A Transformative Moment

The following is excerpted from the afterword to Michael Kelly's book Martyrs' Day, about the first Gulf War. Kelly was killed in Iraq in early April as he accompanied American forces advancing on Baghdad  

N ot long after the Gulf War ended, there was a victory parade held in Washington and, as I happened to be back in the United States at the time, I went to it. It was an oddly disquieting affair. The parade was all that that sort of thing should be, a splendid evocation of military might and military discipline—ranks and ranks of marching troops and America's great machines of war, overwhelmingly the best in the world, streaming down Pennsylvania Avenue past the White House. What was lacking was any real passion. Although the day was sunny and pleasant, the crowd that had turned out for the parade was surprisingly small, and there was something of a perfunctory feel to it. I saw a lot of people—both participants in the event and onlookers—who seemed happy to be there, pleased with themselves and life that day, but I didn't see anybody in the slightest danger of losing emotional control. There was no sense that I could detect of immense joy or vast relief and thanks be to God, the sort of emotions one associates with victory and the return of the victorious army. Indeed, it seemed to me, there was an undercurrent of let-down to the day.

I figured this to be fanciful, a product more of my own mood than anything real, but I don't think so now. I think even then there were the beginnings of a sense that we had come out of this thing with a great deal less than we should have—that we had in a sense muffed it. This sense that we had somehow managed to snatch a quasi-defeat out of victory soon grew much stronger and became much more defined. It was clear within a few months after the war that the Bush Administration's determination to end Operation Desert Storm at the so-called "Hundred Hours" marker, to allow what was left (and quite a lot was left) of Saddam's Republican Guard to escape, had been a disastrous decision—disastrous on a historic level, and disastrous in a way that led directly, if in a complex way, to the catastrophe of September 11, 2001, and to the belated, forced resumption of an unfinished war.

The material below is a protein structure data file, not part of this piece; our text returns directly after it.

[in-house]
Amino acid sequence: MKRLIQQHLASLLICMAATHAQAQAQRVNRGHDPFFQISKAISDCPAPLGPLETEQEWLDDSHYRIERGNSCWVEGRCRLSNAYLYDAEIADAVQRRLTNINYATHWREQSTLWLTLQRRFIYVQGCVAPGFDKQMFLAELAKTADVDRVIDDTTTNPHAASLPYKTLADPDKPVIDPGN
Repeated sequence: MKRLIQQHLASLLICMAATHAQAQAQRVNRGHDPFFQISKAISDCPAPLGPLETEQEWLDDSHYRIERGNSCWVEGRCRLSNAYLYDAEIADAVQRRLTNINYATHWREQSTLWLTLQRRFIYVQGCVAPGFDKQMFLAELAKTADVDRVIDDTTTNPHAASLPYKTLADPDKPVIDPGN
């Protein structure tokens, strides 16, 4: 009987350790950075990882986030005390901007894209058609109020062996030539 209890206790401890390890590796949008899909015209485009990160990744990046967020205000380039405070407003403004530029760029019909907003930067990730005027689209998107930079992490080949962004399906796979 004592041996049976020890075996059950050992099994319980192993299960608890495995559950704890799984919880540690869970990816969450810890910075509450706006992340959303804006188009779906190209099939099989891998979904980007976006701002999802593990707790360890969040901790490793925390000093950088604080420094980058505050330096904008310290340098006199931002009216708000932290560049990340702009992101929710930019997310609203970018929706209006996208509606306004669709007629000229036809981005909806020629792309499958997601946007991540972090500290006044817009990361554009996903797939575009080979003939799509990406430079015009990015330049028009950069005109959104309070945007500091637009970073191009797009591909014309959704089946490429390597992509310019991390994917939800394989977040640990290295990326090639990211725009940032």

Above all, the United States missed its greatest transformative opportunity since the close of the Second World War. A unique thing about America is that although it is a colossal power it is not, in its heart or in its strategies, an imperial one. Alone among the super-nations through history, America has generally (there are exceptions) not sought to exploit its victories to rule over other nations. What transformed America's relationship with Europe was not just America's defense of Europe from fascism, but, even more extraordinary, America's behavior after fascism's defeat—its determination to stay in Europe not as a conqueror but as a protector against the continuing threat of communism, and to help rebuild Europe into what would become America's greatest economic rival. This postwar demonstration of the American ethos in action shattered the old dynamic between Europe and America and forged a new dynamic rooted in an earned respect and affection toward America on the part of the average European that would prove strong enough to sustain itself through half a century of cold war trials, and is sustained still.

What was above all lost in the decision to quit too soon in Iraq was the opportunity to demonstrate to the Arabic and Islamic nations the truth about America that Europe came to learn. What would have happened had the allied forces led by the United States in the Gulf War fought on into Iraq with the aim of destroying Saddam Hussein's army and ending Saddam Hussein's regime?